Exposure to Cortisol-Like Medications Before Birth May Contribute to Emotional Problems and Brain Changes
Reports new study in Biological Psychiatry
Reports new study in Biological Psychiatry
Philadelphia, PA, October 31, 2013
Neonatologists seem to perform miracles in the fight to support the survival of babies born prematurely.
To promote their survival, cortisol-like drugs called glucocorticoids are administered frequently to women in preterm labor to accelerate their babies' lung maturation prior to birth. Cortisol is a substance naturally released by the body when stressed. But the levels of glucocorticoids administered to promote lung development are higher than that achieved with typical stress, perhaps only mirrored in the body's reaction to extreme stresses.
The benefit of glucocorticoids is undisputed and has certainly saved the lives of countless babies, but this exposure also may have some negative consequences. Indeed, excessive glucocorticoid levels may have effects on brain development, perhaps contributing to emotional problems later in life.
In this issue of Biological Psychiatry, Dr. Elysia Davis at the University of Denver and her colleagues report new findings on the effects of synthetic glucocorticoid on human brain development. Their study focused on healthy children who were born full-term, avoiding the confounding effects of premature birth.
The investigators conducted brain imaging sessions in and carefully assessed 54 children, 6-10 years of age. The mothers of the participating children also completed reports on their child's behavior. The researchers then divided the children into two groups: those who were exposed to glucocorticoids prenatally and those who were not.
In this study, children with fetal glucocorticoid exposure showed significant cortical thinning, and a thinner cortex also predicted more emotional problems. In one particularly affected part of the brain, the rostral anterior cingulate cortex, it was 8-9% thinner among children exposed to glucocorticoids. Interestingly, other studies have shown that this region of the brain is affected in individuals diagnosed with mood and anxiety disorders.
"Fetal exposure to a frequently administered stress hormone is associated with consequences for child brain development that persist for at least 6 to 10 years. These neurological changes are associated with increased risk for stress and emotional problems," Davis explained of their findings. "Importantly, these findings were observed among healthy children born full term."
Although such a finding does not indicate that glucocorticoids 'caused' these changes, the researchers did determine that the findings can't be explained by any obvious confounding differences between the groups. The two groups did not differ on weight or gestational age at birth, apgar scores, maternal factors, or any other basic demographics. Thus, the findings do suggest that glucocorticoid administration may somehow alter the trajectory of brain development of exposed children.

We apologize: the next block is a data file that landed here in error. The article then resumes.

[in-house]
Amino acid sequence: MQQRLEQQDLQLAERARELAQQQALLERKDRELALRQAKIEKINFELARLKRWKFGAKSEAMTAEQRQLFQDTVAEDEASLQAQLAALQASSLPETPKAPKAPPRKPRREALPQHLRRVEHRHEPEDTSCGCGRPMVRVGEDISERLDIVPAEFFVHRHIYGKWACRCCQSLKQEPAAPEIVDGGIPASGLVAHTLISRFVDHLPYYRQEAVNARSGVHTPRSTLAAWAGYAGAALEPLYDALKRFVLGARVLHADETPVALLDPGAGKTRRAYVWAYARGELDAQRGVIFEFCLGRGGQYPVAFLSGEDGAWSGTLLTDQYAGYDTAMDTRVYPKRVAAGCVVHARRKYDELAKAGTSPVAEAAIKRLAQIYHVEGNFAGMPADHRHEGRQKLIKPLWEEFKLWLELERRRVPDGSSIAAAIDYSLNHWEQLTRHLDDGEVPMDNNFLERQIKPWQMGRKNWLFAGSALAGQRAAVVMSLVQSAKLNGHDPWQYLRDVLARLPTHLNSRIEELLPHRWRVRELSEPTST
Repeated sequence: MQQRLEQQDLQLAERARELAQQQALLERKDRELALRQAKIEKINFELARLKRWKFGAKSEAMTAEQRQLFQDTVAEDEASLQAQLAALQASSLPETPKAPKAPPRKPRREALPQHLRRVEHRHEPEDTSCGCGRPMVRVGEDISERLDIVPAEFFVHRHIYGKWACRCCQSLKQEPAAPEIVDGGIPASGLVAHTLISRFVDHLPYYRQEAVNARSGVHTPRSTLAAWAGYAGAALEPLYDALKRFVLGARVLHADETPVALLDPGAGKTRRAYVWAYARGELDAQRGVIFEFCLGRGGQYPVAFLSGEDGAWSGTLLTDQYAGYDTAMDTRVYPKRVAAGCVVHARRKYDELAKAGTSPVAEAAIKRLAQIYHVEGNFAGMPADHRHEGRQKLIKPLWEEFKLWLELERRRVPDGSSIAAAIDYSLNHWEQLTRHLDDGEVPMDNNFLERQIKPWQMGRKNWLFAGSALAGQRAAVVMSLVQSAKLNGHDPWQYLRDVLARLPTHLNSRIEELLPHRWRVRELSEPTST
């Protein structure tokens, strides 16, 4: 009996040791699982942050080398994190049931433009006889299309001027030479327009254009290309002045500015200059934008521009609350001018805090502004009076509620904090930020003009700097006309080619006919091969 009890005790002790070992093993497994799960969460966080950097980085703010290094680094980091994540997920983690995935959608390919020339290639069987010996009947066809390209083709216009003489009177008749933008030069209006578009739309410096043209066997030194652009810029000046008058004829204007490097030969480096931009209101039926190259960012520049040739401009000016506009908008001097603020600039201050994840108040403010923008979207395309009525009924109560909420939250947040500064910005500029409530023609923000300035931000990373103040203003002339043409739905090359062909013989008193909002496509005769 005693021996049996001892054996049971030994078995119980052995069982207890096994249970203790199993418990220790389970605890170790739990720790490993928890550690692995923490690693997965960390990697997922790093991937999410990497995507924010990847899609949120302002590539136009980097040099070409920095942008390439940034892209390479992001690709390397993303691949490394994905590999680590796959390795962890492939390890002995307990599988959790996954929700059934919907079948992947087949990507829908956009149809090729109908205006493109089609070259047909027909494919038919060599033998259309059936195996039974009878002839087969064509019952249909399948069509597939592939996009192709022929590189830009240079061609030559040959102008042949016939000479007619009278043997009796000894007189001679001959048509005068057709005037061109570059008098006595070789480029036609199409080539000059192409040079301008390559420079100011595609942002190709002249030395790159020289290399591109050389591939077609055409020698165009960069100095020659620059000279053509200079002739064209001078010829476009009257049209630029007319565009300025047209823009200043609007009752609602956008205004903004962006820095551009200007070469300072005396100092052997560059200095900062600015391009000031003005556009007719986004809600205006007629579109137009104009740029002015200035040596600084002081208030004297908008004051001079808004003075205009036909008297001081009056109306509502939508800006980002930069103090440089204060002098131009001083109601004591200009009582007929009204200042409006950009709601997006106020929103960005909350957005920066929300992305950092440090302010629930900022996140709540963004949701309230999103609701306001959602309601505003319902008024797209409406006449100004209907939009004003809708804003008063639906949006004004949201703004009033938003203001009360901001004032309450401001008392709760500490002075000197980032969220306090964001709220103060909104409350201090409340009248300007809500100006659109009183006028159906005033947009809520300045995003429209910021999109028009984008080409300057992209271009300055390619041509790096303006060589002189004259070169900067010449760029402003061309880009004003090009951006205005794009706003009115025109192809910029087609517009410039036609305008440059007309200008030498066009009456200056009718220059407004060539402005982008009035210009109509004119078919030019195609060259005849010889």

"This study provides evidence that prenatal exposure to stress hormones shapes the construction of the fetal nervous system with consequences for the developing brain that persist into the preadolescent period," she added.
"This study highlights potential links between early cortisol exposure, cortical thinning and mood symptoms in children. It may provide important insights into the development of the brain and the long-term impact of maternal stress," commented Dr. John Krystal, Editor of Biological Psychiatry.
The article is "Fetal Glucocorticoid Exposure Is Associated with Preadolescent Brain Development" by Elysia Poggi Davis, Curt A. Sandman, Claudia Buss, Deborah A. Wing, and Kevin Head (doi: 10.1016/j.biopsych.2013.03.009). The article appears in Biological Psychiatry, Volume 74, Issue 9 (November 1, 2013), published by Elsevier.
Notes for editors
Full text of the article is available to credentialed journalists upon request; contact Rhiannon Bugno at +1 214 648 0880 or Biol.Psych@utsouthwestern.edu. Journalists wishing to interview the authors may contact Elysia Davis at +1 303 871 3790 or Elysia.Davis@du.edu.
The authors' affiliations, and disclosures of financial and conflicts of interests are available in the article.
John H. Krystal, M.D., is Chairman of the Department of Psychiatry at the Yale University School of Medicine, Chief of Psychiatry at Yale-New Haven Hospital, and a research psychiatrist at the VA Connecticut Healthcare System. His disclosures of financial and conflicts of interests are available here.
About Biological Psychiatry
Biological Psychiatry is the official journal of the Society of Biological Psychiatry, whose purpose is to promote excellence in scientific research and education in fields that investigate the nature, causes, mechanisms and treatments of disorders of thought, emotion, or behavior. In accord with this mission, this peer-reviewed, rapid-publication, international journal publishes both basic and clinical contributions from all disciplines and research areas relevant to the pathophysiology and treatment of major psychiatric disorders.
The journal publishes novel results of original research which represent an important new lead or significant impact on the field, particularly those addressing genetic and environmental risk factors, neural circuitry and neurochemistry, and important new therapeutic approaches. Reviews and commentaries that focus on topics of current research and interest are also encouraged.
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